barcelona: Baran reported 50 % yield, with the remaining mass being recovered s.m., and he was using RaNi, which isn’t exactly the most even-tempered and reliable of reagents…

  • Ron says:

    Reading the SI reveals that a lot of the products in the synthethic scheme seem to be quite unstable and should be used immediately – hence why there are several yields over a few steps.

  • a-non says:

    Could the reason why the Kumada process dominates be because generally for Hiyama couplings the silyl group must be activated (pentavalent Si usually with F-)? At least that’s what the link implied…

  • InfMP says:

    yeah i think kumada conditions are quite different.

    So anyway, I read the whole supporting info. Awesome synthesis. when working on large scale early in a synthesis, doing several steps in a row without chromatographic event is a huge plus, and so it’s no surprise they carry through several steps.
    Fascinating is that they might have had to work in shifts (nicolaou/baran minotaur anyone?). Some compounds were only stable for the moment and had to be carried through several steps on the spot.

    As for the last step, Baran is very honest. If you think that is a solid 50%, you read it wrong.”Ra Ni was washed with H2O (3 × 5mL), sat. aq. Rochelle’s salt (3 × 5 mL), H2O (5 × 5 mL), MeOH (3 × 5 mL), and H2O again (3 ×
    5 mL, all supernatants were removed with pipette)”
    They clear state that it is Roughly 1mg product, and roughly 1mg start.
    (ca. 1 mg) and (+)-cortistatin A (ca. 1 mg, ca. 50%; ca. 100% brsm).
    I swear if i could do my methodlogy project on brsm….

  • PotStirrer says:

    Can anyone provide a reasonable explanation why the beta-gamma unsaturated enone is formed instead of the alpha-beta unsaturated enone in going from 7 to 8?

  • Pete says:

    Potstirrer…I was surprised at that too. Selective elimination seems (very) surprising, but in the grand scheme of things, It doesn’t matter as the next step is enolization/triflation. Whether they do it from the shown intermediate or have to form the extended enolate, they are still ‘ok.’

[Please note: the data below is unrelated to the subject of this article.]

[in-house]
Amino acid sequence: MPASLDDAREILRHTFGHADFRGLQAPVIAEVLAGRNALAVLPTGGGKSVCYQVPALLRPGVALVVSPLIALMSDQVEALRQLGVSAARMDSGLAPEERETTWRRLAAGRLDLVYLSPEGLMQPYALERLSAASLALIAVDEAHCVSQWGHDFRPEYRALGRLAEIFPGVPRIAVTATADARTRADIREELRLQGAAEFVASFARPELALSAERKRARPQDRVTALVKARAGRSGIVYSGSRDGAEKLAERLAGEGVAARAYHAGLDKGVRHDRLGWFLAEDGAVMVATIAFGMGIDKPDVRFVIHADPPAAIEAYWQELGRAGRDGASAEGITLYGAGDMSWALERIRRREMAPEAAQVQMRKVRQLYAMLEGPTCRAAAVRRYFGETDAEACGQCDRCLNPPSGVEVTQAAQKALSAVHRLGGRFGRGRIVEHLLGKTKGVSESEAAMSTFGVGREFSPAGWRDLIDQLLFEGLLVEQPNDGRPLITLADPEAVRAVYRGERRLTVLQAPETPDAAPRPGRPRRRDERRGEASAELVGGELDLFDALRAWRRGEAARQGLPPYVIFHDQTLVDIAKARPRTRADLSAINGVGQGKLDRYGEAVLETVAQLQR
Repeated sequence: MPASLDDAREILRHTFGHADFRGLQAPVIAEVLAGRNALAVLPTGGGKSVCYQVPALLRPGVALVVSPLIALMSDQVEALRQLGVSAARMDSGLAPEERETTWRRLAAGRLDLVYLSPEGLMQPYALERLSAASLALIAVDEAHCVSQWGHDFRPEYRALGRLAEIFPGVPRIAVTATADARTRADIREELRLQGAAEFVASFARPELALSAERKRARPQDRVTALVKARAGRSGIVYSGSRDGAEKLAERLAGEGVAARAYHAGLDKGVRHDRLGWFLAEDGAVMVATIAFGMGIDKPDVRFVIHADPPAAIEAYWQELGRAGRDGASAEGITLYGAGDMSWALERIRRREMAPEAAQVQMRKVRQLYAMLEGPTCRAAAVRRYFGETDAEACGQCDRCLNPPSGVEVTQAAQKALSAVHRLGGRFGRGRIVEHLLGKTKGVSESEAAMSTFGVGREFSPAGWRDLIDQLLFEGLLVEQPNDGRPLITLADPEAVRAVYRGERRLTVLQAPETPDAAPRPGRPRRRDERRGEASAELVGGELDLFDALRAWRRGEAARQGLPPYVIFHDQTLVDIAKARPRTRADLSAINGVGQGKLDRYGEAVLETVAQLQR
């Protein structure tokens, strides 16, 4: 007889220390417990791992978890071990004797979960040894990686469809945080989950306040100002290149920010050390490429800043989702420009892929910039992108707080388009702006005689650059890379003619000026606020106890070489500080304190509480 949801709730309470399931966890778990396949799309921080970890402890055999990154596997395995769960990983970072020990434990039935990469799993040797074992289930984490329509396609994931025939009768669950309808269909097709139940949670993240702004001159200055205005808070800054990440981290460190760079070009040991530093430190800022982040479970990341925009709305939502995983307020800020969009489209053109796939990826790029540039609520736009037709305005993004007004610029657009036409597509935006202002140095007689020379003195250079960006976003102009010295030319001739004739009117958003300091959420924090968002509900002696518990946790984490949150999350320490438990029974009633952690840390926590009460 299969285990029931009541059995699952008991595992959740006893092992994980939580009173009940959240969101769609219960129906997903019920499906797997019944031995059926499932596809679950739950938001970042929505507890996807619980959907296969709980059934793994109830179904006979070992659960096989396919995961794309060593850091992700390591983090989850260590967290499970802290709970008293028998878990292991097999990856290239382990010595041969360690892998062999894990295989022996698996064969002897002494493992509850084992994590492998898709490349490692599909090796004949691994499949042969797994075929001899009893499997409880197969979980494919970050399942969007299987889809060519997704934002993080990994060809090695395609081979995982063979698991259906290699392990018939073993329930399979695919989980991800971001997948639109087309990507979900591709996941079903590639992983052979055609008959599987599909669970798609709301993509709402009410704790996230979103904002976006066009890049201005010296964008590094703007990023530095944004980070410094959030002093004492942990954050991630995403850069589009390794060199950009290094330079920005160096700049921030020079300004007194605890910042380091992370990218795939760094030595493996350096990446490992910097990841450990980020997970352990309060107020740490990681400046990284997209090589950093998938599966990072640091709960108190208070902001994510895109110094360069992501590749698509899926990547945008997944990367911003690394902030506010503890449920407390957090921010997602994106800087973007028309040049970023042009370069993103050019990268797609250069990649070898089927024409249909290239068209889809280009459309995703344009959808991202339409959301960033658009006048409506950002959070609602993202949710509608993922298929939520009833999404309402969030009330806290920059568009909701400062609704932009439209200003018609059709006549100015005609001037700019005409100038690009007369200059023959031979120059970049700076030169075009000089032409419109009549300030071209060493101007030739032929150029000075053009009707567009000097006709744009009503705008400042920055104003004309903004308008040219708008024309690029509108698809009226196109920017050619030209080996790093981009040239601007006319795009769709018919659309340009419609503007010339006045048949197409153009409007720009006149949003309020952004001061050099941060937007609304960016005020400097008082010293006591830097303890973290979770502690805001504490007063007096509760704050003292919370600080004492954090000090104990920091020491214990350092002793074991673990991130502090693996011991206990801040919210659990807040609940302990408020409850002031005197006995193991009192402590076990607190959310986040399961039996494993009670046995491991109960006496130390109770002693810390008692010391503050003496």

I wonder if they were surprised when that happened and just took the material on anyways…?

  • milkshake says:

    I suppose the originally-produced enone is conjugated but SOCl2+pyridine system is also causing enolisation of the CO with C=C shift. If the workup was mild enough C=C did not get a chance to shift back so the conjugated ClSO-enolate hydrolysis produced beta-gamma product.
    If I remember correctly TMS-Cl with NEt3 and some added ZnCl2 can also do this kind of elimination, providing TMS-O-dienes.

  • Jose says:

    How in the world does Baran find this many person-lab hours??

    http://pubs.acs.org/doi/pdf/10.1021/ja806981k

  • texasboy says:

    I would hate to be in that lab. did you see massadine supporting? like 80 pages with a table of contents. too much information.

  • Tot. Syn. says:

    Too much information? There’s no such thing!! It’s supporting information – it’s not bedtime reading material. Would you rather the converse? The utter dismay of finding the reaction you want in a tet. lett., with no experimental or SI?

  • Bandit says:

    here here paul, respect to those who make a serious effort over sup inf for the sake of others not just cos it is required

  • recordings says:

    Are there any sites where organic lecture recordings are posted for the public usage? Thanks.

  • ch3mical says: